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The first Earth Day on April 22, 1970 launched the modern environmental movement. The events of that day, when 20 million Americans took to the streets, led to the creation of the U.S. Environmental Protection Agency and the passage of the Clean Air, Clean Water and Endangered Species Acts. Since then, Earth Day has grown exponentially with more than one billion people across 193 countries participating in Earth Day activities each year, making it the largest civic observance in the world.

Earth Day Network grew out of the first Earth Day and now works with over 22,000 partners in 193 countries to broaden, diversify and mobilize the environmental movement. When Earth Day Network refers to “the environment,” it goes beyond the land, air and water- it encompasses everything down to the food we eat and the schools our children attend. After decades of coordinating the Global Earth Day, Earth Day Network knows a thing or two about environmental advocacy.

With the help of Southwest Airlines, Earth Day Network has been able to expand its existing educational programs and create exciting new ones that motivate and inform students on the importance of taking action for the planet. Everything from the use of environmentally-themed lesson plans to planting school gardens can have a considerable impact on the way a child sees and understands his or her role in conservation. The more informed our young people are, the more we can count on them in the future to maintain and spread the Earth Day message.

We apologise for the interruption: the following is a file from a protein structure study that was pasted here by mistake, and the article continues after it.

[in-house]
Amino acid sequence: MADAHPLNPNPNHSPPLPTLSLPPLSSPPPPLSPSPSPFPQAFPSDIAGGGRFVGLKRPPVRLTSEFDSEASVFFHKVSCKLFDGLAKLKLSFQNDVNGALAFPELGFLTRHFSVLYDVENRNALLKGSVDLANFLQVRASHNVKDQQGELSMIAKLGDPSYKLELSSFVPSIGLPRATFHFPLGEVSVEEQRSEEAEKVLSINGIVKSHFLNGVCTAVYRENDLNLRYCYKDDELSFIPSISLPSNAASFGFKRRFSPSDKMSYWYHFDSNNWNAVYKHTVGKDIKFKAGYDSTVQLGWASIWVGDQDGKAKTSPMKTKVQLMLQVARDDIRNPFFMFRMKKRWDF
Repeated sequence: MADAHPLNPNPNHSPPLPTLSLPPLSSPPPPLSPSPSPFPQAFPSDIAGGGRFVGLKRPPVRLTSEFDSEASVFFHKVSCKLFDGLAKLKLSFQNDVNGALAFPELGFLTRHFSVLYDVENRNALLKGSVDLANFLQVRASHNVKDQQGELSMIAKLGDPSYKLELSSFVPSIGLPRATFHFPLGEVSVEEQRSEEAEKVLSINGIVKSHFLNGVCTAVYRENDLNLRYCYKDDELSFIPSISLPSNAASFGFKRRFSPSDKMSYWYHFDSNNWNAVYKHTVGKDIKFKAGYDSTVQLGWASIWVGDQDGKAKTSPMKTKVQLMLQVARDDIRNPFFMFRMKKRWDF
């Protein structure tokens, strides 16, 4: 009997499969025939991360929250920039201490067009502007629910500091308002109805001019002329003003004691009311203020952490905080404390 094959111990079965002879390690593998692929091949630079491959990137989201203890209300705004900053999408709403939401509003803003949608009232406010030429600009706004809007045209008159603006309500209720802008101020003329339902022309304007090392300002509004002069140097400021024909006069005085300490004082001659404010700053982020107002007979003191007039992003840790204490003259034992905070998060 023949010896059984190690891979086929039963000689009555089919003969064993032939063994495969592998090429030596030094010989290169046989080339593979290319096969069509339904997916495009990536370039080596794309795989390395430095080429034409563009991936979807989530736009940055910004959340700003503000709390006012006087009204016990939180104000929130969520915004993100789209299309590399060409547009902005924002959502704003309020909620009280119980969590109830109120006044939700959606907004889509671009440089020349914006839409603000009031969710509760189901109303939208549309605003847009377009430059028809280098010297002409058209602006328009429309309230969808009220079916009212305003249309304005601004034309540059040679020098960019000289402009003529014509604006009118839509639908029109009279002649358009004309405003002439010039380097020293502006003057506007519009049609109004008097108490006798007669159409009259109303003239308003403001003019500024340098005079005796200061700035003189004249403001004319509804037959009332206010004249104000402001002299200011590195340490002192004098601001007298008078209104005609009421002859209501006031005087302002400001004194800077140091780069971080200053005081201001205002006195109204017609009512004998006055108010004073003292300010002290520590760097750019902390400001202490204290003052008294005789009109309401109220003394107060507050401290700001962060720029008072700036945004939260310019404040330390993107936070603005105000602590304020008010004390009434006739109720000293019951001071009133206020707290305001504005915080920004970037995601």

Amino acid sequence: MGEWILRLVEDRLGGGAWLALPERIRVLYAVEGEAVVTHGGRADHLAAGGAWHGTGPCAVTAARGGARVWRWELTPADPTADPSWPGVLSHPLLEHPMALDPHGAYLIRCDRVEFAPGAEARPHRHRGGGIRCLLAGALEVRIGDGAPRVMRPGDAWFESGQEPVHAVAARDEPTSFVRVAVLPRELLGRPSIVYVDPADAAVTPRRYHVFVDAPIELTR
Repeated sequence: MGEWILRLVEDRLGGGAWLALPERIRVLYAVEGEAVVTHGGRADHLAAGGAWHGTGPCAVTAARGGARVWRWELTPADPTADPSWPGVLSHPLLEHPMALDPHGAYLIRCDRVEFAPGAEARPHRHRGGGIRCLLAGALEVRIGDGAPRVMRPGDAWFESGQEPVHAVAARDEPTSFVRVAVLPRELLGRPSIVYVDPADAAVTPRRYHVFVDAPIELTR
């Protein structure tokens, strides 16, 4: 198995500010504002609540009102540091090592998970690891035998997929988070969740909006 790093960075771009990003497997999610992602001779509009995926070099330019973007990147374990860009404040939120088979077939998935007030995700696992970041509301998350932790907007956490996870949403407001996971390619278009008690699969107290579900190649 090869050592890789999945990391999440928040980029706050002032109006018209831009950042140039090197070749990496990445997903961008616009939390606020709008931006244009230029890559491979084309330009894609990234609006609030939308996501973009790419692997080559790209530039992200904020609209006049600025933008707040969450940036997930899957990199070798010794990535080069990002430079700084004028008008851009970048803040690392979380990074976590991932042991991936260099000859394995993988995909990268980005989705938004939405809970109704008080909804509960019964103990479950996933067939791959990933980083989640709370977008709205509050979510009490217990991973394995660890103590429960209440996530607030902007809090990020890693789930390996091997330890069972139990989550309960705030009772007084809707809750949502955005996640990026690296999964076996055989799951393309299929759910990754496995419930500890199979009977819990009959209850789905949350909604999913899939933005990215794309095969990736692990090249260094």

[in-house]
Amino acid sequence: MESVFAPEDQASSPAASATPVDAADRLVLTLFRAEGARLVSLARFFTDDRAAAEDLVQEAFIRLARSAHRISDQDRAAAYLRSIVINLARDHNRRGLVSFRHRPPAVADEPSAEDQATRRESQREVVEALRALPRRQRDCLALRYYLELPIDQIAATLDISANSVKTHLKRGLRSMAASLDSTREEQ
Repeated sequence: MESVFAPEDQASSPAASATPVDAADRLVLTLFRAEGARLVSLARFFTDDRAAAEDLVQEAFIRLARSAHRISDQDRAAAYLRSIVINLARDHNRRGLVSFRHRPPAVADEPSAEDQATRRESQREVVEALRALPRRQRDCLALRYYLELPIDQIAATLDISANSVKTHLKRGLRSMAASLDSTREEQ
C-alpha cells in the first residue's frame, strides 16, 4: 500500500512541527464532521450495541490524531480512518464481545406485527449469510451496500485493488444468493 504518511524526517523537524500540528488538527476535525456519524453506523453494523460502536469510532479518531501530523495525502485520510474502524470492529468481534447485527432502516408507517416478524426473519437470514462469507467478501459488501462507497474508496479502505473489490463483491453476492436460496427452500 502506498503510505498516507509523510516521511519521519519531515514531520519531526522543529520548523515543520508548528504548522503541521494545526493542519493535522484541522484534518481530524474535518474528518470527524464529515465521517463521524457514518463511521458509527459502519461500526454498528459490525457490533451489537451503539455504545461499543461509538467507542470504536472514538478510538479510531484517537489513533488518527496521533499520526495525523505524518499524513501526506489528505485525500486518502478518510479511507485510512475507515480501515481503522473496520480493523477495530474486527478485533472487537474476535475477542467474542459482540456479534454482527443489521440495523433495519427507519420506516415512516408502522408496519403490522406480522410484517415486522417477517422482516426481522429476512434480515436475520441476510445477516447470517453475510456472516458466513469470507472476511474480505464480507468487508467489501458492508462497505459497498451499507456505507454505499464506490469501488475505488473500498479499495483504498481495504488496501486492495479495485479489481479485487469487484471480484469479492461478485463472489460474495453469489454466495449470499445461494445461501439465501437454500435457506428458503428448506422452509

Earth Day Network is also a resource for teachers providing lesson plans and a platform to share and discuss ideas with peers through their Educators Network. By engaging both students and teachers, Earth Day Network fosters a comprehensive learning atmosphere helping create the next generation of environmental stewards and activists. Some specific education projects that Earth Day Network is currently undertaking include their recently announced Healthy and Sustainable School Food Journalism Awards and a Green Schools Partnership with a high school in Washington State.

For the Healthy and Sustainable School Food Journalism Awards, Earth Day Network and renowned food author Michael Pollan will be judging article entries from high school students all over the country. This award brings together environmental activism and journalism program advocacy to not only encourage students’ writing skills and creativity, but also to promote awareness among students about the benefits of local and sustainable foods and of eating healthy.

In the Puget Sound area of Washington, Earth Day Network is working with a local high school to organize a National Civic Education Program focusing on water runoff quality. The students will test ground water in the Sound and analyze the results to understand the importance of effluent water quality. Afterwards, the participants will present their findings to their community, working to engage those affected by local groundwater issues. Earth Day Network will then create a Program Toolkit so other schools in the area can replicate the program.

Thanks to the generosity of Southwest Airlines, Earth Day Network representatives are able to travel to Washington to oversee the project as well as participate in the NSPA High School Journalism Convention in San Antonio, Texas, where they will be promoting the Healthy and Sustainable School Food Journalism Awards. The support of Southwest Airlines has allowed Earth Day Network to continue the development of educational programs that are vital to our community and the environment.